If you've ever ordered or prepared crab, you know it
takes some work—and a pick and a nutcracker—to
make the most of it. To enjoy a crab cake, though, takes
only a fork and your appetite. It's the easy way to eat
this sweet seafood, and it can be the most delicious—
whether it's a crisp-edged ball of pearly crabmeat with
just a pinch of seasoning, or a wild and crazy kaleidoscope of
crab, spices, grains and veggies.
We like to try crab cakes wherever we travel, and the variety
is endless. At seaside honky-tonks and fish shacks, you'll find
them big as burgers and deep-fried so they have a brittle,
crunchy crust. In linen-napkin restaurants, a crab cake might be
the most expensive item on the menu—a mound of the choicest
crab, griddle-cooked or broiled just long enough to give it a
fragile, golden crust. A restaurant in Crisfield, Maryland, called
The Cove (where the nearby water tower is decorated with a
painting of a crab) serves crab cake sliders on itty-bitty buns.
Not all crab cakes are necessarily made
of crab. In Baltimore, cafes and diners offer
"coddies," known as poor man's crab cakes
because they're made from inexpensive cod,
but with all the seasonings that would go into
the high-priced crab version. If this is poverty,
call us penniless.
Many experts believe the best crab cakes
are found around the Chesapeake Bay. All
along the Eastern shore, cooks use big pieces
of meat, known as jumbo lumps, to make
cakes that are nearly all crab with hardly any
filling. Most restaurants that serve these classy
crab cakes boast maître d's and wine lists. But some of the very
best can be savored in Baltimore's Lexington Market, a grazing
wonderland of bakers, butchers and quick eats of all kinds. There,
a seafood joint named Faidley's, that's been around since 1886,
has a reputation for crab cakes. Each cake is hand-fashioned
using the choicest hunks of crab and so fragile that the mere
poke of a fork makes it fall into a jumble of silky morsels. Near
Yosemite National Park, a rollicking family restaurant in Oakhurst,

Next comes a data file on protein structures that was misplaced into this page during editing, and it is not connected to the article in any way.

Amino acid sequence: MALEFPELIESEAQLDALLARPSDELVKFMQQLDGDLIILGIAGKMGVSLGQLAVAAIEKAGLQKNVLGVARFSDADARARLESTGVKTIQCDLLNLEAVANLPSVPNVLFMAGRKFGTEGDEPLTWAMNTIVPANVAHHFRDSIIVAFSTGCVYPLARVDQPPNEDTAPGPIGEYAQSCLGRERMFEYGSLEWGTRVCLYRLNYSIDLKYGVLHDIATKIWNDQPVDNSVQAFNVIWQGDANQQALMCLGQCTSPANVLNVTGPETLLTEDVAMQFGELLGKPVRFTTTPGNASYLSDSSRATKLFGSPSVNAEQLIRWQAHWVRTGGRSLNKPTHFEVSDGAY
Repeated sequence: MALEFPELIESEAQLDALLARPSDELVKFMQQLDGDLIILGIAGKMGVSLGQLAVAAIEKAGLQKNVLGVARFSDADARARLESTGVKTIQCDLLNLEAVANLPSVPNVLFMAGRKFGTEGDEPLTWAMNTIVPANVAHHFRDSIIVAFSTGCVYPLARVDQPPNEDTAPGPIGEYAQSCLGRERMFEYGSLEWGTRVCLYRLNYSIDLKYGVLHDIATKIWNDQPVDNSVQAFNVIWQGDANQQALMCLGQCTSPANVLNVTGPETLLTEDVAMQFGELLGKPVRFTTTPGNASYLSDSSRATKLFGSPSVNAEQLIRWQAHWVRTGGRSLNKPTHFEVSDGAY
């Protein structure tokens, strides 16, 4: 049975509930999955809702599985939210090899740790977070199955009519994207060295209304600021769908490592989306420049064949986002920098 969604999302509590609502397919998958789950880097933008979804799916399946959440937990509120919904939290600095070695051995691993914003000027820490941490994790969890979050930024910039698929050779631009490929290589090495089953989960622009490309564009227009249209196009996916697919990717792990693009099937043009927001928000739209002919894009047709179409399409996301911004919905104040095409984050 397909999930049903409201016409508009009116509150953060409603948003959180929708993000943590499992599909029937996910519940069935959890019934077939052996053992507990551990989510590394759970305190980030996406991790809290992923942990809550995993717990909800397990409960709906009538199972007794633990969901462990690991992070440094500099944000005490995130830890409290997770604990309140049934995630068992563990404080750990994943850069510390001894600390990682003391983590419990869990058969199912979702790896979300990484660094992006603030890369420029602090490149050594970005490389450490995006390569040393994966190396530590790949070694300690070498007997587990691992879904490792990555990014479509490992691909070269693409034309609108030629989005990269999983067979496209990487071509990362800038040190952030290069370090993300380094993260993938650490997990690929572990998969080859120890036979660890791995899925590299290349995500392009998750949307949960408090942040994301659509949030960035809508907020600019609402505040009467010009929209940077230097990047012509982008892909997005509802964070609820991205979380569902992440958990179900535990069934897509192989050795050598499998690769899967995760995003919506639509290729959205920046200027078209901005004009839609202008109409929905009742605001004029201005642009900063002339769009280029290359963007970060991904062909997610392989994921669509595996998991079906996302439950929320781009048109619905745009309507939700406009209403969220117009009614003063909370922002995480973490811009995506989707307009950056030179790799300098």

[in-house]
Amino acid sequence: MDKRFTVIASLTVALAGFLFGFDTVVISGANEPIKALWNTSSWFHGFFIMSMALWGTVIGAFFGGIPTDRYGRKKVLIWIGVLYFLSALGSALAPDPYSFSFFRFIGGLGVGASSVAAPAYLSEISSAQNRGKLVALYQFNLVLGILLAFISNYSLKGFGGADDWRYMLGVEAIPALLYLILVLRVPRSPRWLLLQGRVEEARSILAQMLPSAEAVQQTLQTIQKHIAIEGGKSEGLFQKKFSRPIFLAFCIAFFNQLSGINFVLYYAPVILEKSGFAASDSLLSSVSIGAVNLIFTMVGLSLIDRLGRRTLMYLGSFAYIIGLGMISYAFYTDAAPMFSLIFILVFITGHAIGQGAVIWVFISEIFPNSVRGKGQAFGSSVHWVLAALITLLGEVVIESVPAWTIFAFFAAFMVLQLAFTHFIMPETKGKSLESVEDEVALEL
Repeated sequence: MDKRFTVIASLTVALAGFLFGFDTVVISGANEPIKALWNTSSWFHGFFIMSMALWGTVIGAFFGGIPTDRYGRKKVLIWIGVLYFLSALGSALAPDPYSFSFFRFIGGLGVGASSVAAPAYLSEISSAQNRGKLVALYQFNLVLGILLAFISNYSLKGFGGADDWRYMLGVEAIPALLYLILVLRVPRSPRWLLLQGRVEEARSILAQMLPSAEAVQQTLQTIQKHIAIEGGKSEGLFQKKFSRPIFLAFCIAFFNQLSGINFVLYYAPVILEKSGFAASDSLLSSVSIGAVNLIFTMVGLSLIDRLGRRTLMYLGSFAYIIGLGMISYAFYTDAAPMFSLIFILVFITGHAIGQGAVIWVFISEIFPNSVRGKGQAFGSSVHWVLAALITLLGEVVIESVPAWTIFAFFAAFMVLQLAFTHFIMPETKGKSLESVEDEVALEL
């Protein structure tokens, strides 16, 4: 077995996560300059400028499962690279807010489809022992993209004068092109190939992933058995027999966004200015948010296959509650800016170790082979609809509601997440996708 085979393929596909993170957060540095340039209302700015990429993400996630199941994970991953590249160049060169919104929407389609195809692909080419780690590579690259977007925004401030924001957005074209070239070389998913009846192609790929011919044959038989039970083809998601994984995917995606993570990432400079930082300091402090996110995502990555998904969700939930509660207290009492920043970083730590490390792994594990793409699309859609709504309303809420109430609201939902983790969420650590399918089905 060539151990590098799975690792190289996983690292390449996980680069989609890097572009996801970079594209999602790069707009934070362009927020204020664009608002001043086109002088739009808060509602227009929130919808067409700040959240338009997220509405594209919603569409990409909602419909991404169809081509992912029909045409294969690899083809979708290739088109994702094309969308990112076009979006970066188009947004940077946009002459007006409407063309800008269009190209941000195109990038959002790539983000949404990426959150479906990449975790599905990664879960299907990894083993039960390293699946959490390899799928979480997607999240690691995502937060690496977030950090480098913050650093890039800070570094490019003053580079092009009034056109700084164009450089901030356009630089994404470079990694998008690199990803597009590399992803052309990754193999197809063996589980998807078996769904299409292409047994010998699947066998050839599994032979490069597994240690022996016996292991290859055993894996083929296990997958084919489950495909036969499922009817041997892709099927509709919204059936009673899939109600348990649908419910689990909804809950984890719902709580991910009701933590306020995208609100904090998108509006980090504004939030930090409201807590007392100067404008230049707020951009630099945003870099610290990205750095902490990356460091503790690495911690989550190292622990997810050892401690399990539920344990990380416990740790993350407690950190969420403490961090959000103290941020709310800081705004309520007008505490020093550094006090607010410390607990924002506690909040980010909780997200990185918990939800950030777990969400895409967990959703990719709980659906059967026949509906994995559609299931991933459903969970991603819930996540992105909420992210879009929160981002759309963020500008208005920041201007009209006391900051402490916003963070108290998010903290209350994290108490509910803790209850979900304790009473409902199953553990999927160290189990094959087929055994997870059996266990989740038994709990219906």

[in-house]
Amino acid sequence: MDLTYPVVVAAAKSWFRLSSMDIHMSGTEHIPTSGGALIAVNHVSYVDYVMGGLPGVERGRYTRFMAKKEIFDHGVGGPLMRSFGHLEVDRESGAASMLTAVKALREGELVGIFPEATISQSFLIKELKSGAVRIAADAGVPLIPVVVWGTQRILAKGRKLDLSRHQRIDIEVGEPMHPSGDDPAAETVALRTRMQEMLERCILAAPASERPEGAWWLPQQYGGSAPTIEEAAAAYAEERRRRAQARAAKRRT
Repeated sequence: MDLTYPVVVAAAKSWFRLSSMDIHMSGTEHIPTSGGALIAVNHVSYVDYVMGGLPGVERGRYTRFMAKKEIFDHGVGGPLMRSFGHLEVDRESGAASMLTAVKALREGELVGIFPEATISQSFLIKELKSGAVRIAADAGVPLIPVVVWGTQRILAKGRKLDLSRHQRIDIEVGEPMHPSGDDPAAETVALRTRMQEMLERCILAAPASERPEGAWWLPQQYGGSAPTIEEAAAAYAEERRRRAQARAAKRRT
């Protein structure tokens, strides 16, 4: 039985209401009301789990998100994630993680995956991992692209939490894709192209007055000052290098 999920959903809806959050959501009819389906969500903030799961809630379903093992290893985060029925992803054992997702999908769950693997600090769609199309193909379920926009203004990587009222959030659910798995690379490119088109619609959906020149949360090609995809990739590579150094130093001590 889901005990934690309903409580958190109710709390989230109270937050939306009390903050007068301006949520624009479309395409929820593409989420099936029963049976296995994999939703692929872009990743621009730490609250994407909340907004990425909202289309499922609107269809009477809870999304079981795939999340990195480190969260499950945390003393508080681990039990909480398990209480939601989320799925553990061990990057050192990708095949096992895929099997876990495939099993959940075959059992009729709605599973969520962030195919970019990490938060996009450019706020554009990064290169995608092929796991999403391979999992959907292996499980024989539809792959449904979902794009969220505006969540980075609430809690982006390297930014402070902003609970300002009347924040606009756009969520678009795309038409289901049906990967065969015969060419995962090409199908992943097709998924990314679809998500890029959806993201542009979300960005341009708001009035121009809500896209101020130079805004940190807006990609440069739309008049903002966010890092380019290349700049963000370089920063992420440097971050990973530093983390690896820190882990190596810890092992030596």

California—appropriately named Crab Cakes—says its version
of Baltimore crab cakes is so good because they use Grandma
Marie's recipe. Grandma Marie, we salute you!
In New Orleans and all along the Gulf of Mexico, spice rules.
The seasoning in crab cakes can range from a peppery whisper
to howling hot. You'll find some of the best at Sarah K's Gourmet,
a takeout shop in Destin, Florida, where you can choose between
half-pound jumbo lump crab cakes ("100% crab and no filler")
or Ping-Pong ball-size baby cakes by the dozen. In the Northwest,
the creamiest meat comes from the Pacific's
Dungeness crabs. At a storefront cafe called
Halibuts in Portland, Oregon, the cakes are
pancake-shaped with a crisp, golden crust,
laced with just enough spice to bring out
their fresh ocean flavor.
If you want to experience the pleasures of
crab cakes at home, try the incredible recipes
from readers below. Fish markets and
many grocers carry fresh-picked meat, as well
as whole crabs for those who like to steam
their own. And if a recipe has lots of other
flavors, canned crab works fine.
Crab Cake Recipes
Eastern Shore Crab Cakes
In Delaware, we're surrounded by an abundance of fresh seafood, particularly terrific crab. The secret to great crab cakes is fresh crab meat, not too much filler and not breaking up the crab too much. This Eastern Shore Crab Cakes recipe does all that.
—Cynthia M Bent, Newark, Delaware
Herbed Cornmeal Crab Cakes
I created these crispy Herbed Cornmeal Crab Cakes to include some of the fresh herbs from my garden. My husband loves them and requests them quite often.
—Sheri Mosely Clermont, Florida
Sweet Potato Crab Cakes
Mild sweet potato flavor and a chipotle kick complement the fresh crab in these hearty Sweet Potato Crab Cakes. Serve them with your favorite mayo or aioli sauce.
—Robert Bosley, Pacific, Washington
Michael and Jane Stern, authors
of more than 40 books, travel
the country looking for great
food. For more of their culinary
discoveries, visit roadfood.com